Homeward Bound

Judis, John B.
March 2003
New Republic;3/3/2003, Vol. 228 Issue 8, p16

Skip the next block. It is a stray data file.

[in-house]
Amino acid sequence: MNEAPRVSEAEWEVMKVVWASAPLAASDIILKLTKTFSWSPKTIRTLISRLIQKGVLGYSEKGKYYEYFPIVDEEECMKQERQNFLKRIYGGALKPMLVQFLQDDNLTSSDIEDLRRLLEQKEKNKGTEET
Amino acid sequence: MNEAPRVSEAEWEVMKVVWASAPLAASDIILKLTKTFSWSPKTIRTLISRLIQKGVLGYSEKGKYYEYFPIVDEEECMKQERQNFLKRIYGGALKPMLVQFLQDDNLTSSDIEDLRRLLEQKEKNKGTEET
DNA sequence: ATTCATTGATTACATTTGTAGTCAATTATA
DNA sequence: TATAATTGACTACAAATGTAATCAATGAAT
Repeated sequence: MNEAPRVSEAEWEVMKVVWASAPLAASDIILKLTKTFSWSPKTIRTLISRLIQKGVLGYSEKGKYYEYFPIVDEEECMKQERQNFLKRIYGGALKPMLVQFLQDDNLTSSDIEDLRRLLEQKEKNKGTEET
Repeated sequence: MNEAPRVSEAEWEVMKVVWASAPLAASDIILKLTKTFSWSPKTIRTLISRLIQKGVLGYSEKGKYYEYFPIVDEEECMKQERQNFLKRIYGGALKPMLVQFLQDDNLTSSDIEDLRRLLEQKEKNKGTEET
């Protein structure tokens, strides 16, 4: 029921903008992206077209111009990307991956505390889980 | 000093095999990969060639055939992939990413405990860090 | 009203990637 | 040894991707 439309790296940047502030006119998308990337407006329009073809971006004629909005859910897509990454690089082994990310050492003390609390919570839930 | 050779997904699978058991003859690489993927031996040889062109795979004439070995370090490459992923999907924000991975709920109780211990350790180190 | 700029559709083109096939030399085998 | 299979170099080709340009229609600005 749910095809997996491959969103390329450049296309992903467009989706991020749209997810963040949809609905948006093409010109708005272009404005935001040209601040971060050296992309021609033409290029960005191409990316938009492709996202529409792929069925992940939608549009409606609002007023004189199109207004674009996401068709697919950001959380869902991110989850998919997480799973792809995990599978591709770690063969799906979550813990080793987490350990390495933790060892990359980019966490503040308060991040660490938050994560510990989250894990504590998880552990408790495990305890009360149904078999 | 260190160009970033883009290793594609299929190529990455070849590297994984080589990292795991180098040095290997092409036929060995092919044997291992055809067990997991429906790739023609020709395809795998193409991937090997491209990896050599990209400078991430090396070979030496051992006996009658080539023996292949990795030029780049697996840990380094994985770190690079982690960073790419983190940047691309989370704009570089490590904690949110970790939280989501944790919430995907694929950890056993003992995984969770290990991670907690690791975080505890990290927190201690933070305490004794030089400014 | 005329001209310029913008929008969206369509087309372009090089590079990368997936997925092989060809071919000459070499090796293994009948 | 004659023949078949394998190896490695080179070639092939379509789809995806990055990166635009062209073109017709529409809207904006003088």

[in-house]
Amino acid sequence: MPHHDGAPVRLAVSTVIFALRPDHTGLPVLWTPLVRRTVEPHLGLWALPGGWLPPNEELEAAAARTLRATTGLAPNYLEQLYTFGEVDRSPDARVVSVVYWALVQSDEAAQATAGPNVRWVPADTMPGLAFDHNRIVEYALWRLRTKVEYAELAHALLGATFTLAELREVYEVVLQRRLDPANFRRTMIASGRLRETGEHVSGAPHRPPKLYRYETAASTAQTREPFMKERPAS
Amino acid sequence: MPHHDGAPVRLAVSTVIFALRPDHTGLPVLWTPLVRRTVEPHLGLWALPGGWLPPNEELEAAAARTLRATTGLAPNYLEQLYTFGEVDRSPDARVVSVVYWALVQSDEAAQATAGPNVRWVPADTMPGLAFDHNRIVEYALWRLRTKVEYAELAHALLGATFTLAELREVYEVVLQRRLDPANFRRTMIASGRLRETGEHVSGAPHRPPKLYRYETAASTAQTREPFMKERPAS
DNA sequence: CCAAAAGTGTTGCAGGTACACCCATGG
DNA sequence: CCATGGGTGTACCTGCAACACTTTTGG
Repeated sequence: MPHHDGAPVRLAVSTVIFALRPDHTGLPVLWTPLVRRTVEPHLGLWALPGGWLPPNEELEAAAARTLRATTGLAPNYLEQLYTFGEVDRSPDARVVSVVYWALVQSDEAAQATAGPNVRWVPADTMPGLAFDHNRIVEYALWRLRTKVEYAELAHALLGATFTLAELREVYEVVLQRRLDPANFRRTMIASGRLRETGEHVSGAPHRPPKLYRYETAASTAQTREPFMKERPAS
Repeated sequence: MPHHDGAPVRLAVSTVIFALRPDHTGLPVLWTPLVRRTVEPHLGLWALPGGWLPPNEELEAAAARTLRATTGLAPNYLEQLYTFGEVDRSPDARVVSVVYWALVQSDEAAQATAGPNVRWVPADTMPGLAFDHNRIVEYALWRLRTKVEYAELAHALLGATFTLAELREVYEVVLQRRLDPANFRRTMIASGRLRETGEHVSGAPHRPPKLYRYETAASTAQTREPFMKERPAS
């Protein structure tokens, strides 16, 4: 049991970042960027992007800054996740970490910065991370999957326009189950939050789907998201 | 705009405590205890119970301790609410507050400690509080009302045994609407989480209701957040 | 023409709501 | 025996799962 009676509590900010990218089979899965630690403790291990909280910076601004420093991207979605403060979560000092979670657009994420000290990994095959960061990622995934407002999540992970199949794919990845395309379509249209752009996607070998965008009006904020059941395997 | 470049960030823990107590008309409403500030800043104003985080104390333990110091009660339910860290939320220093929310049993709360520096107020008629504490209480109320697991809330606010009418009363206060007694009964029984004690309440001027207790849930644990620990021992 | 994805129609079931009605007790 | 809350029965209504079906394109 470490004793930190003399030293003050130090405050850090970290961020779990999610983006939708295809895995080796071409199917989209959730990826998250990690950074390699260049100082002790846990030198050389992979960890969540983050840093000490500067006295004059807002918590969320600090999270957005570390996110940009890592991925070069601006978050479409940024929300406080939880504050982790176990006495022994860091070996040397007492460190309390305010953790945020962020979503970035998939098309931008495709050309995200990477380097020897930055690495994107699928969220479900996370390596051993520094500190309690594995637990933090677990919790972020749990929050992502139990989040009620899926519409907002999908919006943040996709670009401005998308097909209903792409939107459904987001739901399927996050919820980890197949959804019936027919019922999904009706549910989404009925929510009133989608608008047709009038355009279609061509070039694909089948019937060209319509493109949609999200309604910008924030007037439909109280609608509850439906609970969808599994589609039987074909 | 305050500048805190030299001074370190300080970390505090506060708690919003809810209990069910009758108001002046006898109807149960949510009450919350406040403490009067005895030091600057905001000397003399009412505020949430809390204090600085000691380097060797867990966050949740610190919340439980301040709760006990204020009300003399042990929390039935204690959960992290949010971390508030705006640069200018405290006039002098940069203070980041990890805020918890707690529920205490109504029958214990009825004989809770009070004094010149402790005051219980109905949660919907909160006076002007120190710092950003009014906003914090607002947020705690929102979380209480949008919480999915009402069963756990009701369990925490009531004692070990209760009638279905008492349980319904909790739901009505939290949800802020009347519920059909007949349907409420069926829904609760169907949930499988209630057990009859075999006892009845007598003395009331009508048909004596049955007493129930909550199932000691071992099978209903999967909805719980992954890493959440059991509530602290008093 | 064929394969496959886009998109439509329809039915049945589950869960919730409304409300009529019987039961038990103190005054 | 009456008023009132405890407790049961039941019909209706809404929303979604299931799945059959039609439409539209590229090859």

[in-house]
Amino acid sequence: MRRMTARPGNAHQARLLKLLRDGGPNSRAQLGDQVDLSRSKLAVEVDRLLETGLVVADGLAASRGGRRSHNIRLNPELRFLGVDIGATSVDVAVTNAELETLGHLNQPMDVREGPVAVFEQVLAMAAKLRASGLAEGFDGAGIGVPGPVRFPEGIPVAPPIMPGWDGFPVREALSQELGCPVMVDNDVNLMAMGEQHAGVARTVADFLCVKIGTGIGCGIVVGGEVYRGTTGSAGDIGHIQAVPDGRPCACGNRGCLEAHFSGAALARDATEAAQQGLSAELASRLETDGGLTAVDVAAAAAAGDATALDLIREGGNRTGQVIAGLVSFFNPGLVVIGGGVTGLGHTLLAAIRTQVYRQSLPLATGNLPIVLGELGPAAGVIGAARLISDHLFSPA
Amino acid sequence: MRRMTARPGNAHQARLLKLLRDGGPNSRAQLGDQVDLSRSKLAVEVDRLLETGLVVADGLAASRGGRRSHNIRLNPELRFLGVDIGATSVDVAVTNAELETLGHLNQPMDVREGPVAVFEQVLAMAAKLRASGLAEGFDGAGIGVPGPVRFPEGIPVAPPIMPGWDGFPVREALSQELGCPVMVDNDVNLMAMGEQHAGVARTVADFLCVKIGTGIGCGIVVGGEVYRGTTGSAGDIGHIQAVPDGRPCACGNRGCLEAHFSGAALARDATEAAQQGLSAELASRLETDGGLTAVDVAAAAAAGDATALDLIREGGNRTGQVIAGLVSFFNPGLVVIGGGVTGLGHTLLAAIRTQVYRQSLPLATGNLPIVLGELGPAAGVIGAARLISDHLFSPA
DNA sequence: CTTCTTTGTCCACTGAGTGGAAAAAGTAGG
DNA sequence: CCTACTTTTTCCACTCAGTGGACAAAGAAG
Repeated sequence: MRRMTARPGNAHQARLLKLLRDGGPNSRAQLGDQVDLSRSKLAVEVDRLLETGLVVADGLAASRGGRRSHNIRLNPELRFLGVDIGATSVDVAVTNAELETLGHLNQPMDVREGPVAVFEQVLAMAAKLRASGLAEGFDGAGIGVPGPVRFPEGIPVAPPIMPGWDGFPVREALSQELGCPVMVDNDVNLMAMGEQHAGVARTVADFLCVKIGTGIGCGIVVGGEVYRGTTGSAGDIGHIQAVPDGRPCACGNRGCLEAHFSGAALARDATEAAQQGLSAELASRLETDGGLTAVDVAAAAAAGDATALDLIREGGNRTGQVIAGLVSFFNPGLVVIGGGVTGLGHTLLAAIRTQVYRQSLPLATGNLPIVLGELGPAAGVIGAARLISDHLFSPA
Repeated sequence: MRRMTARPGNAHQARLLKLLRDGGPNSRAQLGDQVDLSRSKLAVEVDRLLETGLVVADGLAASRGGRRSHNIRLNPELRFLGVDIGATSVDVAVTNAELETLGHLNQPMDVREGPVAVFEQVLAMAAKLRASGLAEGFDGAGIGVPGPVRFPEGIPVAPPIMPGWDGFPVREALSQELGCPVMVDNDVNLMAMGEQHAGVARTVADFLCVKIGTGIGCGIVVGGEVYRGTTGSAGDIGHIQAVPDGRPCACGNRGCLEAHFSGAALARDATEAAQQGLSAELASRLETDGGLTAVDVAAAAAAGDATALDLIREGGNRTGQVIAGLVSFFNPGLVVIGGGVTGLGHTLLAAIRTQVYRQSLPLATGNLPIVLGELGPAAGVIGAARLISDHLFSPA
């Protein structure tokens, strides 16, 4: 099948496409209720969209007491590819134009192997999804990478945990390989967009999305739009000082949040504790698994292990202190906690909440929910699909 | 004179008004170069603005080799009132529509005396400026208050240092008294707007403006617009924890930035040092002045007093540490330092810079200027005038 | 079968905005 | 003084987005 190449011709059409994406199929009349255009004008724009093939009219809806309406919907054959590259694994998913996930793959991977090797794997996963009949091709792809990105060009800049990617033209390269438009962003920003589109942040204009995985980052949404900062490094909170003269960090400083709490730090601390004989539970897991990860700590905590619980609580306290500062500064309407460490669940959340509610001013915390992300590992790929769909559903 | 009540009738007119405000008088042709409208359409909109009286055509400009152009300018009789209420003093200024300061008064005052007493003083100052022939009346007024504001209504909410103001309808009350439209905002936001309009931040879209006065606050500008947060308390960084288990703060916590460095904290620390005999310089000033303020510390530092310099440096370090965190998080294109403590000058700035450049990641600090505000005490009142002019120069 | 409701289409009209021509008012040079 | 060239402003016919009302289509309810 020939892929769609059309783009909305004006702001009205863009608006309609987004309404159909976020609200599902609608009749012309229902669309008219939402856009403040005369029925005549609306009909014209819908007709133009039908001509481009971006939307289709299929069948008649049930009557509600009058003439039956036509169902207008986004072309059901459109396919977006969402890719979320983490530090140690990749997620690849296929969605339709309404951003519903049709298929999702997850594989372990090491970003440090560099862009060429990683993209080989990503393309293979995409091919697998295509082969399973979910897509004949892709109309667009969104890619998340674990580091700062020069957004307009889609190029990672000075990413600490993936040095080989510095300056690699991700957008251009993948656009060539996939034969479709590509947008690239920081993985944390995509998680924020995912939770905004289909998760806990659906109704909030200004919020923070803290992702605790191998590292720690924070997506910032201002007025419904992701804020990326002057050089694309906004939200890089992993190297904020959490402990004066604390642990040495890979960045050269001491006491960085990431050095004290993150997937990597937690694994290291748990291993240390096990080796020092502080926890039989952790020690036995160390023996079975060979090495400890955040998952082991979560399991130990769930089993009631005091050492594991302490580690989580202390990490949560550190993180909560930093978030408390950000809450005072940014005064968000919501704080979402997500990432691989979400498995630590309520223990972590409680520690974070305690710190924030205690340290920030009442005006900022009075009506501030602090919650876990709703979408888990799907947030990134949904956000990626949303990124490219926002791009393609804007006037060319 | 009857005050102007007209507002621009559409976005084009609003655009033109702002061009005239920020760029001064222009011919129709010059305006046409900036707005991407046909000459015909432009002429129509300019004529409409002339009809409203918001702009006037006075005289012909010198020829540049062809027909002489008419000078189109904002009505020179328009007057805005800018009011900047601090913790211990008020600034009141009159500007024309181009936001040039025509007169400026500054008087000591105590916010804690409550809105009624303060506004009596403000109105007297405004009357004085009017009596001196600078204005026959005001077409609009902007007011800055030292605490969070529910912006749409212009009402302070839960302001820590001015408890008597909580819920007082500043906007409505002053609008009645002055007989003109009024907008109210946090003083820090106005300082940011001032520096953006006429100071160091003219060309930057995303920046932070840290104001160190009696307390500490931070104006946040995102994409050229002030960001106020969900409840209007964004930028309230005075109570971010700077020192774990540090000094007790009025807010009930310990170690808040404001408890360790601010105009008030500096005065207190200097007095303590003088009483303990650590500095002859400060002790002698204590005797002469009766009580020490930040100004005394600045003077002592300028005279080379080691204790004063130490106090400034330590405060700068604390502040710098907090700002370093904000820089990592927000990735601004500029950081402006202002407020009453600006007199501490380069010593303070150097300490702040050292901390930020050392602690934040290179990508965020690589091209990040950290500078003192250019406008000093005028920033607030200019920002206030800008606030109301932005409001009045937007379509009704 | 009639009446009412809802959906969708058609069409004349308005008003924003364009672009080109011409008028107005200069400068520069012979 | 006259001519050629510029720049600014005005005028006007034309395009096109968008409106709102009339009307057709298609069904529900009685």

Liberals are no strangers to foreign intervention. Democratic presidents took the United States into two world wars, as well as Korea and Vietnam. Former President Bill Clinton himself sent U.S. forces to Haiti, the Balkans, and Iraq. But, if there was a connection between liberalism at home and intervention abroad, it generally ran from the former to the latter. In July 1914, as Herbert Croly was putting together the first issue of 'The New Republic' (TNR) magazine, war broke out in Europe. Some critics of U.S. intervention, such as TNR contributor Randolph Bourne, warned that by going to war the United States would turn its back on the new liberalism and be infected by the virulent nationalism that had consumed Europe. Instead of leading the country to embrace Croly's new liberalism, the war's end resulted in a sharp turn toward conservatism. The war on terror following the September 11, 2001 terrorist attacks has strengthened Republican conservatism, providing cover for U.S. President George W. Bush to promote policies that would increase inequality, roll back environmental and labor protections, and weaken Social Security and Medicare.


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